Tree- trees are symbolic for wisdom. This poem is about emotional struggles. If there were wisdom, the troubles wouldn't be. Darkness is symbolic for emotional conflict, so if she had the wisdom to feel at peace, there would be no struggle. Sight- sight is defined by light. Straight - straight is defined by direction. There is no direction in darkness. That's the only last line of the stanza that doesn't have a dash. It's the conclusion, it doesn't end in darkness.
You may argue why the dash is there after brain, see, and forehead. Brain- It's a conflict of the mind that causes the darkness.
Forehead- "and sometimes hit a tree," the darkness is right in front. See- She doesn't mean visually. To finally 'see' is the enlightenment sought after. No solution to the conflict. The line is about the inner search for 'light'. The amount of dashes in that line help emphases how the feeling of hopelessness keeps plaguing in the search for that light and the desperation of the situation. They can't fight against it or 'kill' it, but must acknowledge it exists.
This is my reasoning through the lines. Others can make their own connections. If I made a mistake or you'd like to add something somewhere let me know. We grow accustomed to the Dark— Ask, "what does she mean by dark? When light is put away— Well, yeah, it gets dark when you turn the light off. What is illuminating that gets put away? As when the Neighbor holds the Lamp Neighbors can be referenced biblically as common man or, "others". It could mean friend. They hold the 'lamp'? To witness her Goodbye— Parting is sad.
So 'she' holds the light. She wouldn't say goodbye if there wasn't a connection. Since it comes so quickly and has such psychological effects, it could mean a death.
A Moment—We uncertain step For newness of the night— She is gone. It could mean the author feels undefined. There is nobody else. What do actions really mean if we're alone.
The other person or people gave meaning. Picture yourself as the only person on earth, everyone disappears. How would your ambitions, worries, and self perception change. Everything would be undefined. Then—fit our Vision to the Dark— And meet the Road—erect— As we adjust our eyes when it is dark, she had to adjust her perception of her life when there was no one. Roads are the means of transportation.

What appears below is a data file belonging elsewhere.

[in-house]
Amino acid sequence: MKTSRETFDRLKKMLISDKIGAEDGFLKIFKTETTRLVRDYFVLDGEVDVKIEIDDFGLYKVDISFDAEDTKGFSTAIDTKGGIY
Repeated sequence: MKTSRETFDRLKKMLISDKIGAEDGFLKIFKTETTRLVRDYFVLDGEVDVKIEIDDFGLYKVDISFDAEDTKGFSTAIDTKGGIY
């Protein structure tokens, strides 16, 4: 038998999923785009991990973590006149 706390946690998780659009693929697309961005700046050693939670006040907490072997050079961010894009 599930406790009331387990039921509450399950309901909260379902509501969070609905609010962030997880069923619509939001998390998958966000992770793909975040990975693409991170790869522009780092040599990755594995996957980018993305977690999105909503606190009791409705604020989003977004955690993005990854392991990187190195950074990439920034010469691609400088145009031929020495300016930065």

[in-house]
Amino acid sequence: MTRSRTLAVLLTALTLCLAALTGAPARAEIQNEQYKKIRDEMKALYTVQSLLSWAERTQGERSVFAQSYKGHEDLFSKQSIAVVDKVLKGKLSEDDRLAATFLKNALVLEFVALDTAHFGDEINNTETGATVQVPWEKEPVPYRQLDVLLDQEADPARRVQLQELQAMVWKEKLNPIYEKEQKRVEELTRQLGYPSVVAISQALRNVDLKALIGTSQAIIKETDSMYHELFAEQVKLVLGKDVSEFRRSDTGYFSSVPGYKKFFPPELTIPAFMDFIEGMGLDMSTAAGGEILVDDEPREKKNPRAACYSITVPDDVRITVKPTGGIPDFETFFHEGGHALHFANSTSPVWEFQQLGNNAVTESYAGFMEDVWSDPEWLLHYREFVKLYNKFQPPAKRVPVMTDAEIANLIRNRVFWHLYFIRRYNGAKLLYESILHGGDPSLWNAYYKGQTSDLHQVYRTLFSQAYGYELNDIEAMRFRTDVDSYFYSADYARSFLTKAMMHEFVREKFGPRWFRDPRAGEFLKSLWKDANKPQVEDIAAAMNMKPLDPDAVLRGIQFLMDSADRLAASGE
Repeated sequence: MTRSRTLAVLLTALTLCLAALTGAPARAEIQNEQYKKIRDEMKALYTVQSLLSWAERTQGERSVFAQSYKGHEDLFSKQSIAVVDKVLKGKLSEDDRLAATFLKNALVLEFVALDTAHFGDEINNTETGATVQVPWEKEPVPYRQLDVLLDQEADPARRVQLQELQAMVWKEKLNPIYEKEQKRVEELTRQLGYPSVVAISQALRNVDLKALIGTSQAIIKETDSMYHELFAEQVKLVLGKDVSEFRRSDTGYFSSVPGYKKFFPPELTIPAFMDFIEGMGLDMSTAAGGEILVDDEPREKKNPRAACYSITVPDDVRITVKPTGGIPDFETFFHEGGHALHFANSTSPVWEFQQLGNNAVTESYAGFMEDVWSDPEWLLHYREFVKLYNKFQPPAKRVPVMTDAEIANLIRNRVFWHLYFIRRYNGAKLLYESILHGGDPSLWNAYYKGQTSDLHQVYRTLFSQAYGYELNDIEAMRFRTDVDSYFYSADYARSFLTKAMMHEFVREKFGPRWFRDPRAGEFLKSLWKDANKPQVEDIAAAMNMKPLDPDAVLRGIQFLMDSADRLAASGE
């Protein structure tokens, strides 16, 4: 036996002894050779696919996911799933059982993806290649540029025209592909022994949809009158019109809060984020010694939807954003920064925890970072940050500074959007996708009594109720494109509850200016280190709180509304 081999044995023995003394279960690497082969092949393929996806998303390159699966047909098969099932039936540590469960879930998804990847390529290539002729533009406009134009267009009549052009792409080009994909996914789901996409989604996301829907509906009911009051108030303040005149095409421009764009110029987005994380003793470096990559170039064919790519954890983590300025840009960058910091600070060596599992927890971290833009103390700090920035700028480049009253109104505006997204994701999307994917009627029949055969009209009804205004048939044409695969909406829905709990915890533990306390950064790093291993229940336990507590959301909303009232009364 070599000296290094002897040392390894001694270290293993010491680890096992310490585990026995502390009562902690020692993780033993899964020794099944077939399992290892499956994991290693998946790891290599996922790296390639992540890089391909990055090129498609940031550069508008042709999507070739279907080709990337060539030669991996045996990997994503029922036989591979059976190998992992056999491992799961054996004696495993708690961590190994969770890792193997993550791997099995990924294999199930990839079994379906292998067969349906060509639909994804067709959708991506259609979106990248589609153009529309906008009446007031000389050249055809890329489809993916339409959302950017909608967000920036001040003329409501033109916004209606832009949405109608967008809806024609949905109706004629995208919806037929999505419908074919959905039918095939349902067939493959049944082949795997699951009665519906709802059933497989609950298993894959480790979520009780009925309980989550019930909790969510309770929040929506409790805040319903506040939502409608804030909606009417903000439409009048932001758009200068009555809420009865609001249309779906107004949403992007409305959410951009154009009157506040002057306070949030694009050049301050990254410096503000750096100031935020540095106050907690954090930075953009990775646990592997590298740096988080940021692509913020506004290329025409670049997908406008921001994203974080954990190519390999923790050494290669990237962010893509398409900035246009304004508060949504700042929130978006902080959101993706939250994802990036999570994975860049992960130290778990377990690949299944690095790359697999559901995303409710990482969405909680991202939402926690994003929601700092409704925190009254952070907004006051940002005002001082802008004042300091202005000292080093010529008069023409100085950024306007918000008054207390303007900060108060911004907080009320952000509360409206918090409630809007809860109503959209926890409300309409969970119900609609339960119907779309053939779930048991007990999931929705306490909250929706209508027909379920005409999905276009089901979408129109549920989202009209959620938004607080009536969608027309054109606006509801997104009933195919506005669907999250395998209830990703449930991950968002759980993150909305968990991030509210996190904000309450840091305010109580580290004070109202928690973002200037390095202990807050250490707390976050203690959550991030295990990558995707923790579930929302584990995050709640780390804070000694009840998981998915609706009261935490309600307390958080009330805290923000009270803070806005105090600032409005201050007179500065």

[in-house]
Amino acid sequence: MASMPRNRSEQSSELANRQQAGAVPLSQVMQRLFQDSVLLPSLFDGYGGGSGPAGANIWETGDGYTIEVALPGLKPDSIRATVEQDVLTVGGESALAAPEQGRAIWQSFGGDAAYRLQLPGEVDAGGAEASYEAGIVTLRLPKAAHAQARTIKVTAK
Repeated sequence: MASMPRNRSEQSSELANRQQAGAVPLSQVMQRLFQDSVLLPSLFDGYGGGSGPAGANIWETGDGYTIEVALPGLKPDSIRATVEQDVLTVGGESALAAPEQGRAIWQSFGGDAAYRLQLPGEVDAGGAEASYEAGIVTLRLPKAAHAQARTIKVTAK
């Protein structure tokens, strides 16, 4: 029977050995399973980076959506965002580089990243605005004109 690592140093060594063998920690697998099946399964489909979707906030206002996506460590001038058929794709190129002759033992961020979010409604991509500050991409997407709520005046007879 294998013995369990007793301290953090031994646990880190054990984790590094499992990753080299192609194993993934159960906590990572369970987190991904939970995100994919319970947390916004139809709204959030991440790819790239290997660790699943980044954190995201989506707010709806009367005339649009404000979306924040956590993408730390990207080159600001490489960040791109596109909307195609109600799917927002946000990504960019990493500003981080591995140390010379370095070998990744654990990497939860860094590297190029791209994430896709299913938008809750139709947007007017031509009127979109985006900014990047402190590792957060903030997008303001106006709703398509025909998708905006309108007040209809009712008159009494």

If they're vertical they impede our movement forward and leave us in a wreck. And so of larger—Darkness— Compared to the memories of the friend, turning to the big picture, emptiness. Those Evenings of the Brain— Time has passed and no improvement in the, if I can call it that, depression.
When not a Moon disclose a sign— No light. Perhaps it means interaction with others or love. Whatever you relate it to, it's gone. Not even the moon gives a hint of light. Or Star—come out—within— Moving on with life. The dashes help emphasize the desperation and frustration of the situation see structure section.
We grow accustomed to the Dark -. When light is put away -. As when the Neighbor holds the Lamp. To witness her Goodbye -. A Moment - We uncertain step. For newness of the night -. Then - fit our Vision to the Dark /5(4).
Technical analysis of We Grow Accustomed to the Dark literary devices and the technique of Emily Dickinson.
We grow accustomed to the Dark by Emily Dickinson. We grow accustomed to the Dark –. When Light is put away –. As when the Neighbor holds the Lamp. To witness her Goodbye –. A Moment - We uncertain step. For newness of the night –. Then – fit our Vision to the Dark –. And meet the Road – erect –.
Apr 20, · [We grow accustomed to the Dark-] - Emily Dickinson. We grow accustomed to the Dark -. When Light is put away -. As when the Neighbor holds the Lamp. To witness her Good bye -. A Moment - We Uncertain step. For newness of the night -. Then - fit our Vision to the Dark -. We grow accustomed to the Dark –. When light is put away –. As when the Neighbor holds the Lamp. To witness her Goodbye –. A Moment – We uncertain step. For .